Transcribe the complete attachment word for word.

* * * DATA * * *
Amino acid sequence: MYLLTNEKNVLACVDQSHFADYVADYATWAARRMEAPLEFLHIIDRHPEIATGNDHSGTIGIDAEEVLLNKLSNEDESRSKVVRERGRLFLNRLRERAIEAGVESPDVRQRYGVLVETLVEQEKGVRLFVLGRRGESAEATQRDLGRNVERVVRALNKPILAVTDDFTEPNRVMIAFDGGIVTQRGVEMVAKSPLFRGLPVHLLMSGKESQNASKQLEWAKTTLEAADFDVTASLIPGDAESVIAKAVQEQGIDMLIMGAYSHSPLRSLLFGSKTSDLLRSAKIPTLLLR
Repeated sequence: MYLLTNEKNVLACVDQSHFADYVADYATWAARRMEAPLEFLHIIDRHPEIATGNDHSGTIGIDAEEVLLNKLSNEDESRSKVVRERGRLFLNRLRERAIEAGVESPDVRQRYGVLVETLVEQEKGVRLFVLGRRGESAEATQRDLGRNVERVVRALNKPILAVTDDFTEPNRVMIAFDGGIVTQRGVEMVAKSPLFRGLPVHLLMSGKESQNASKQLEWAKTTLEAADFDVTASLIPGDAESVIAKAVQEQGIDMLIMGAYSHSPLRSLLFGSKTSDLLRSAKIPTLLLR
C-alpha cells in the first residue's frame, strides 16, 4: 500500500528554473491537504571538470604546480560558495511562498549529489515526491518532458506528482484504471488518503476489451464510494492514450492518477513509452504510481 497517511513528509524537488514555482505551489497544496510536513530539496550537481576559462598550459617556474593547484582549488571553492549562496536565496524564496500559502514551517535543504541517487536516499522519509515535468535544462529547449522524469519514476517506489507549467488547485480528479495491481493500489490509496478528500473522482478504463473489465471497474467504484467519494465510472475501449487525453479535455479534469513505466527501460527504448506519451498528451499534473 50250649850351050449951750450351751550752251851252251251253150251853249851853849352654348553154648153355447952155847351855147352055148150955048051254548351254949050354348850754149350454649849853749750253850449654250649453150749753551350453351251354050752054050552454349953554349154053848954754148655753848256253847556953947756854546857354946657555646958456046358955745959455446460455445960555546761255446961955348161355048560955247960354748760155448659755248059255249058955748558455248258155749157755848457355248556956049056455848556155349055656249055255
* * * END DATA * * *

Amino acid sequence: MYLLTNEKNVLACVDQSHFADYVADYATWAARRMEAPLEFLHIIDRHPEIATGNDHSGTIGIDAEEVLLNKLSNEDESRSKVVRERGRLFLNRLRERAIEAGVESPDVRQRYGVLVETLVEQEKGVRLFVLGRRGESAEATQRDLGRNVERVVRALNKPILAVTDDFTEPNRVMIAFDGGIVTQRGVEMVAKSPLFRGLPVHLLMSGKESQNASKQLEWAKTTLEAADFDVTASLIPGDAESVIAKAVQEQGIDMLIMGAYSHSPLRSLLFGSKTSDLLRSAKIPTLLLR
Repeated sequence: MYLLTNEKNVLACVDQSHFADYVADYATWAARRMEAPLEFLHIIDRHPEIATGNDHSGTIGIDAEEVLLNKLSNEDESRSKVVRERGRLFLNRLRERAIEAGVESPDVRQRYGVLVETLVEQEKGVRLFVLGRRGESAEATQRDLGRNVERVVRALNKPILAVTDDFTEPNRVMIAFDGGIVTQRGVEMVAKSPLFRGLPVHLLMSGKESQNASKQLEWAKTTLEAADFDVTASLIPGDAESVIAKAVQEQGIDMLIMGAYSHSPLRSLLFGSKTSDLLRSAKIPTLLLR
C-alpha cells in the first residue's frame, strides 16, 4: 500500500528554473491537504571538470604546480560558495511562498549529489515526491518532458506528482484504471488518503476489451464510494492514450492518477513509452504510481 497517511513528509524537488514555482505551489497544496510536513530539496550537481576559462598550459617556474593547484582549488571553492549562496536565496524564496500559502514551517535543504541517487536516499522519509515535468535544462529547449522524469519514476517506489507549467488547485480528479495491481493500489490509496478528500473522482478504463473489465471497474467504484467519494465510472475501449487525453479535455479534469513505466527501460527504448506519451498528451499534473 50250649850351050449951750450351751550752251851252251251253150251853249851853849352654348553154648153355447952155847351855147352055148150955048051254548351254949050354348850754149350454649849853749750253850449654250649453150749753551350453351251354050752054050552454349953554349154053848954754148655753848256253847556953947756854546857354946657555646958456046358955745959455446460455445960555546761255446961955348161355048560955247960354748760155448659755248059255249058955748558455248258155749157755848457355248556956049056455848556155349055656249055255